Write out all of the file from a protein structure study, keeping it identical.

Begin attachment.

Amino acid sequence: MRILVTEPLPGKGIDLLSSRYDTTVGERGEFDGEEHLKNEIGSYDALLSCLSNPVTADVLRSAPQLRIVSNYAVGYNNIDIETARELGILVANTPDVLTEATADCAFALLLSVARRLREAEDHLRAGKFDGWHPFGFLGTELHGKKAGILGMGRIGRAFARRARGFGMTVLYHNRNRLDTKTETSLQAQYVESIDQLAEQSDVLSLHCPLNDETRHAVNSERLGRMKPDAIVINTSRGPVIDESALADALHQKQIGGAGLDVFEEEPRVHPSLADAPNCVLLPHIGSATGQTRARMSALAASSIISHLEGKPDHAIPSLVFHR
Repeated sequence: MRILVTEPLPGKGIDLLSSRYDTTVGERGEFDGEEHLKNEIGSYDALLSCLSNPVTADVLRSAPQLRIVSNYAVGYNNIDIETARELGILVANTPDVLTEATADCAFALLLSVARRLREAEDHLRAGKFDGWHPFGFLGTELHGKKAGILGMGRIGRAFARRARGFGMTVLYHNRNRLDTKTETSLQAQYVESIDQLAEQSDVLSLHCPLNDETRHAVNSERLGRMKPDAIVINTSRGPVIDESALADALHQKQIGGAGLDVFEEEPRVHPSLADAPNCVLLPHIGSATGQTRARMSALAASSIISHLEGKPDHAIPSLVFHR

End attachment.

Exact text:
Amino acid sequence: MRILVTEPLPGKGIDLLSSRYDTTVGERGEFDGEEHLKNEIGSYDALLSCLSNPVTADVLRSAPQLRIVSNYAVGYNNIDIETARELGILVANTPDVLTEATADCAFALLLSVARRLREAEDHLRAGKFDGWHPFGFLGTELHGKKAGILGMGRIGRAFARRARGFGMTVLYHNRNRLDTKTETSLQAQYVESIDQLAEQSDVLSLHCPLNDETRHAVNSERLGRMKPDAIVINTSRGPVIDESALADALHQKQIGGAGLDVFEEEPRVHPSLADAPNCVLLPHIGSATGQTRARMSALAASSIISHLEGKPDHAIPSLVFHR
Repeated sequence: MRILVTEPLPGKGIDLLSSRYDTTVGERGEFDGEEHLKNEIGSYDALLSCLSNPVTADVLRSAPQLRIVSNYAVGYNNIDIETARELGILVANTPDVLTEATADCAFALLLSVARRLREAEDHLRAGKFDGWHPFGFLGTELHGKKAGILGMGRIGRAFARRARGFGMTVLYHNRNRLDTKTETSLQAQYVESIDQLAEQSDVLSLHCPLNDETRHAVNSERLGRMKPDAIVINTSRGPVIDESALADALHQKQIGGAGLDVFEEEPRVHPSLADAPNCVLLPHIGSATGQTRARMSALAASSIISHLEGKPDHAIPSLVFHR